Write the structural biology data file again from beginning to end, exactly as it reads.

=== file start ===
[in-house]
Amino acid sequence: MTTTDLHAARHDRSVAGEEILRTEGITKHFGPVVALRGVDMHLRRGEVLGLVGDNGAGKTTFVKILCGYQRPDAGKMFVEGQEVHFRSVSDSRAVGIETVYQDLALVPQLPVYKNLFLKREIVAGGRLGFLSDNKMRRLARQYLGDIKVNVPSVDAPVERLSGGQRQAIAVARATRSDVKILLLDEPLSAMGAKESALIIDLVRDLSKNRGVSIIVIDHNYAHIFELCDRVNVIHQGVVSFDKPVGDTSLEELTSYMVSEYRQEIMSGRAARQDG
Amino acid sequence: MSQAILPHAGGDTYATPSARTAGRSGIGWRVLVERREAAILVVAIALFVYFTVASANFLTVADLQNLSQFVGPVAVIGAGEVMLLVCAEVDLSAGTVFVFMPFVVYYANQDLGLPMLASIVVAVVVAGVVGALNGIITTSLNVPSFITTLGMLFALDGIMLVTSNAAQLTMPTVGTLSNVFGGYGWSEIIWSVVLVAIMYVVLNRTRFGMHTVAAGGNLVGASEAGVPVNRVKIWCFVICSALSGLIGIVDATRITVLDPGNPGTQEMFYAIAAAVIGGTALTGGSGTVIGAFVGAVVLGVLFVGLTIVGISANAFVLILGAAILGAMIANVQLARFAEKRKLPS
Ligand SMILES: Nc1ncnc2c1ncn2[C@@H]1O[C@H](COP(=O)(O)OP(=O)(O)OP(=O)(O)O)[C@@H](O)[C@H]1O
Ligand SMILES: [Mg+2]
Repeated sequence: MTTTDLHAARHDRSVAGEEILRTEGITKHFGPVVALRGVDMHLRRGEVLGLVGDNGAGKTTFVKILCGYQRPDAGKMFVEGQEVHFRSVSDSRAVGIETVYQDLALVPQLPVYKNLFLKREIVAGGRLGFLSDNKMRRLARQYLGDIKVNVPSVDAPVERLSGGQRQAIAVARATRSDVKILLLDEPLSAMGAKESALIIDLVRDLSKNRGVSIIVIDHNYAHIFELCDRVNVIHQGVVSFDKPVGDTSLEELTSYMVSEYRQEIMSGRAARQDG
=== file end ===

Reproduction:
[in-house]
Amino acid sequence: MTTTDLHAARHDRSVAGEEILRTEGITKHFGPVVALRGVDMHLRRGEVLGLVGDNGAGKTTFVKILCGYQRPDAGKMFVEGQEVHFRSVSDSRAVGIETVYQDLALVPQLPVYKNLFLKREIVAGGRLGFLSDNKMRRLARQYLGDIKVNVPSVDAPVERLSGGQRQAIAVARATRSDVKILLLDEPLSAMGAKESALIIDLVRDLSKNRGVSIIVIDHNYAHIFELCDRVNVIHQGVVSFDKPVGDTSLEELTSYMVSEYRQEIMSGRAARQDG
Amino acid sequence: MSQAILPHAGGDTYATPSARTAGRSGIGWRVLVERREAAILVVAIALFVYFTVASANFLTVADLQNLSQFVGPVAVIGAGEVMLLVCAEVDLSAGTVFVFMPFVVYYANQDLGLPMLASIVVAVVVAGVVGALNGIITTSLNVPSFITTLGMLFALDGIMLVTSNAAQLTMPTVGTLSNVFGGYGWSEIIWSVVLVAIMYVVLNRTRFGMHTVAAGGNLVGASEAGVPVNRVKIWCFVICSALSGLIGIVDATRITVLDPGNPGTQEMFYAIAAAVIGGTALTGGSGTVIGAFVGAVVLGVLFVGLTIVGISANAFVLILGAAILGAMIANVQLARFAEKRKLPS
Ligand SMILES: Nc1ncnc2c1ncn2[C@@H]1O[C@H](COP(=O)(O)OP(=O)(O)OP(=O)(O)O)[C@@H](O)[C@H]1O
Ligand SMILES: [Mg+2]
Repeated sequence: MTTTDLHAARHDRSVAGEEILRTEGITKHFGPVVALRGVDMHLRRGEVLGLVGDNGAGKTTFVKILCGYQRPDAGKMFVEGQEVHFRSVSDSRAVGIETVYQDLALVPQLPVYKNLFLKREIVAGGRLGFLSDNKMRRLARQYLGDIKVNVPSVDAPVERLSGGQRQAIAVARATRSDVKILLLDEPLSAMGAKESALIIDLVRDLSKNRGVSIIVIDHNYAHIFELCDRVNVIHQGVVSFDKPVGDTSLEELTSYMVSEYRQEIMSGRAARQDG